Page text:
Try to see this from another angle. It's 1970 and you've donated to an organization that advocates equal rights to blacks. As a consequence, when you rise through the ranks at your company and have the opportunity to be considered for CEO, your board of directors rejects you on the basis of that contribution.
What you're saying is it's ok to deprive a man of his livelihood based on the current state of public opinion, which shifts by the decade. Tell me you see how wrong that is.
Um, it's wrong, but only because of the particulars of this example, in that the board is probably racist. And to close the loop on your example, it would be open season on the board once public opinion caught up with them.
I think you're presupposing that principles are interchangeable and I don't accept that. I believe in some inherent human rights, and the merits of this particular issue are incredibly relevant. The gentleman in question made a substantial monetary contribution aimed at denying a collection of people a set of privileges.
The reasons for why society ought to privilege views like his over the rights of other people are flimsy at best; it's just a lousy idea given that the basis is wholly religious. Substitute something interracial marriage if you prefer. The fact is that some views are not just immoral in the face of society's avowed principles but unsound as well.
So you're arguing my general argument is invalid because in the specific example I use, you claim the board is racist. You then go on to claim that social principles aren't interchangeable and public opinion would eventually obliterate them. My question is, if public opinion has always been and always will be anti-racist, how did so many racists get on the board of not just a single company, but the majority of companies in the 70's? Not to put too fine a point on it, but your belief that principles aren't "interchangeable" (I think you meant "changeable" or "subject to change"?) is provably wrong.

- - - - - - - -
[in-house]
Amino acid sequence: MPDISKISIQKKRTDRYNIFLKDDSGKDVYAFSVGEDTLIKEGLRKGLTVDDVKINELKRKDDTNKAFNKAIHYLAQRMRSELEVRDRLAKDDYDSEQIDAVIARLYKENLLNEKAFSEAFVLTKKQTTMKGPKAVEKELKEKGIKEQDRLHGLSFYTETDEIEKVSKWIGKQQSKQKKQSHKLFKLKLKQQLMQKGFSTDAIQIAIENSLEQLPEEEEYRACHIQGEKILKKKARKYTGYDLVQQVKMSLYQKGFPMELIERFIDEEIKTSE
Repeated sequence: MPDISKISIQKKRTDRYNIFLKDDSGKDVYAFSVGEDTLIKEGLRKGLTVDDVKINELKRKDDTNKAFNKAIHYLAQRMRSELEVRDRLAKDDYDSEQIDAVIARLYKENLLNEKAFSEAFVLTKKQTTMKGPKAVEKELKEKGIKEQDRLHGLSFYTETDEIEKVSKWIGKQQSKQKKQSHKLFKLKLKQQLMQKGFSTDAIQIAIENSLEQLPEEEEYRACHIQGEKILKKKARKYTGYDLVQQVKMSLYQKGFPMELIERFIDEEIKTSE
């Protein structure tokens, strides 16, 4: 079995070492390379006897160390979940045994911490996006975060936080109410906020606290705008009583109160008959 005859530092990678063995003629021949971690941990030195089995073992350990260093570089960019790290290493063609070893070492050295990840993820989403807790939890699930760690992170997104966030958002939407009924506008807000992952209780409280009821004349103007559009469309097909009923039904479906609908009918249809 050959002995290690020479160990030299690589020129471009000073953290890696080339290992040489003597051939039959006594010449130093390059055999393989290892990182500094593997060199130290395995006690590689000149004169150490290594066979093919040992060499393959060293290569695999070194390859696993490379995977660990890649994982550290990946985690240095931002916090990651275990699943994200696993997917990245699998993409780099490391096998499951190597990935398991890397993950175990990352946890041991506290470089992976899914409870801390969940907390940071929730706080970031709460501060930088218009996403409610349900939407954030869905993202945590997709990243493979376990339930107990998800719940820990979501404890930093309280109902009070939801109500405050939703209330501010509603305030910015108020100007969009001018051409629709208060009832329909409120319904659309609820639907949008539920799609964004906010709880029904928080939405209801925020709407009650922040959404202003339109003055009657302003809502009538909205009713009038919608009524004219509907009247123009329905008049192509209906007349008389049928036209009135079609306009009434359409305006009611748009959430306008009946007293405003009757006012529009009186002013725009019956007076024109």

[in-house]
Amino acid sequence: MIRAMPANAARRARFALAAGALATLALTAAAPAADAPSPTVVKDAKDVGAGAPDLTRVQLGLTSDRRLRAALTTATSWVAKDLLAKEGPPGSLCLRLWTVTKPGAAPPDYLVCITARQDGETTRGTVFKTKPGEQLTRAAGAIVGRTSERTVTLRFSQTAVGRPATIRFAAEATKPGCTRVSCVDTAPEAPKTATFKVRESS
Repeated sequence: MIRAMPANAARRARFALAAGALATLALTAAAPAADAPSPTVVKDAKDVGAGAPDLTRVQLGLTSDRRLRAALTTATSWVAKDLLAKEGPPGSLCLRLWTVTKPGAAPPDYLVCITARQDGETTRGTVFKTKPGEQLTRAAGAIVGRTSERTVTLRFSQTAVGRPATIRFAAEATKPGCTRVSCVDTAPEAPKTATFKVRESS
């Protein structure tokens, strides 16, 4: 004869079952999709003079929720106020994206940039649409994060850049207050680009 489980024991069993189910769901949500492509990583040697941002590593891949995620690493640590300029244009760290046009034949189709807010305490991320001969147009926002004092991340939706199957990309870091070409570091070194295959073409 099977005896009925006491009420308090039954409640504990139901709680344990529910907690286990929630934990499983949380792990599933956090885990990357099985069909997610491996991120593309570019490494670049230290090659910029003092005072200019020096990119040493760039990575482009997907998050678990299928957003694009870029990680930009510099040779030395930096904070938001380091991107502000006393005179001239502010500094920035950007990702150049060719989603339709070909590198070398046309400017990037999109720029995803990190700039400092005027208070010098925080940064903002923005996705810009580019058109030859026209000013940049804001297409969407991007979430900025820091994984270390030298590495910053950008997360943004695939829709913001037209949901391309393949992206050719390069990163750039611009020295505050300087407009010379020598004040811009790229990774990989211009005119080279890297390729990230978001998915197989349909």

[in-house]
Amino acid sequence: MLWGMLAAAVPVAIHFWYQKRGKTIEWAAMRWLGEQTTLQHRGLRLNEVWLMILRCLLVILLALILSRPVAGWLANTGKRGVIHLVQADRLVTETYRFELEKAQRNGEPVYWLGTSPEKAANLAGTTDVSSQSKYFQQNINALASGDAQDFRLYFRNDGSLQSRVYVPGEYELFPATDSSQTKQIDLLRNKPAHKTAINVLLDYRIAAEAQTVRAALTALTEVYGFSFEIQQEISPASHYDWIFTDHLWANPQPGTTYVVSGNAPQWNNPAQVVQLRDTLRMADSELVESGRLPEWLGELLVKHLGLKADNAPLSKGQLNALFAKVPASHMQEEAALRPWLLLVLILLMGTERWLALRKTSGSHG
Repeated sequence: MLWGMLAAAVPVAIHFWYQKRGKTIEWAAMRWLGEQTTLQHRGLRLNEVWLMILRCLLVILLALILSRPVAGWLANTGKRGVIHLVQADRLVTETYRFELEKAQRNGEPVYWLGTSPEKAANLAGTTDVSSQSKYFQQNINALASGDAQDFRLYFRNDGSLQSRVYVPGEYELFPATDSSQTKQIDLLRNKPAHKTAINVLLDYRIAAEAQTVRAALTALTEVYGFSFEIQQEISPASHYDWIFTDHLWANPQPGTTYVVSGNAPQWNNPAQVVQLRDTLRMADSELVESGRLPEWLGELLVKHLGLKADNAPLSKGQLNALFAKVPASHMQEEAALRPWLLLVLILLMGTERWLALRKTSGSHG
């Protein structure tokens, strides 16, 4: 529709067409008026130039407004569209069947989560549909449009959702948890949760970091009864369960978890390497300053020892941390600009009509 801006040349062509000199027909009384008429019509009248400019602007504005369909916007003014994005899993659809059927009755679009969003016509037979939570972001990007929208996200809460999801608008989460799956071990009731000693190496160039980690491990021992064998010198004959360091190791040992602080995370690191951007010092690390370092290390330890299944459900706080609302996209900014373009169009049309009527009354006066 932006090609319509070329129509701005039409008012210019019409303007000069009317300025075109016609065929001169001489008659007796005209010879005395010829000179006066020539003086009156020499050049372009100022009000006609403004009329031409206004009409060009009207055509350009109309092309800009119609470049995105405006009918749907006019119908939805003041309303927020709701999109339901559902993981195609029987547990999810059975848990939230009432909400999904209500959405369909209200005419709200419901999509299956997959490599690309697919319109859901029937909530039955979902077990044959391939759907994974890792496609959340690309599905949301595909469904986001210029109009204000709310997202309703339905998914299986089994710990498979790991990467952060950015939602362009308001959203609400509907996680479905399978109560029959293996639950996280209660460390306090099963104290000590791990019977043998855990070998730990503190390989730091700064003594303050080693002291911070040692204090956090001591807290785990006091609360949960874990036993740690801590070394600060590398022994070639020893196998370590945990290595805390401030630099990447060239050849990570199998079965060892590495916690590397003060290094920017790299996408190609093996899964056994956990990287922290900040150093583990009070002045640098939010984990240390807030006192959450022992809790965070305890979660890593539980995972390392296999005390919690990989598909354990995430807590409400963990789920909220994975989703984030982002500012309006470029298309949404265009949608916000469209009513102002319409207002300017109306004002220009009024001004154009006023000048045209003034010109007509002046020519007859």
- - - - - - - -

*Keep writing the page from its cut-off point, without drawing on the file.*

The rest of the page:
> I think you're presupposing that principles are interchangeable and I don't accept that.
This is essentially saying "my (current) religion is the only true one". Look at history. Principles are interchangeable, there's no reasonable way to deny that.
> I believe in some inherent human rights, and the merits of this particular issue are incredibly relevant. The gentleman in question made a substantial monetary contribution aimed at denying a collection of people a set of privileges.
So you don't believe in religious freedom then ? Or rather, if you are offended by this, just how offended are you by, say islam, which openly advocates beheading homosexuals inside America, and practices it in parts of the world. It even advocates beheading victims of homosexual rape (yes, really, they actually mention that).
The majority of humans currently alive are in favor of killing all homosexuals (not just muslims). Do you believe in democracy ?
All these things are in conflict, making reality way more complex than you suppose here.
Or are you merely having this opinion because you have a good chance of imposing it on this particular "witch" ?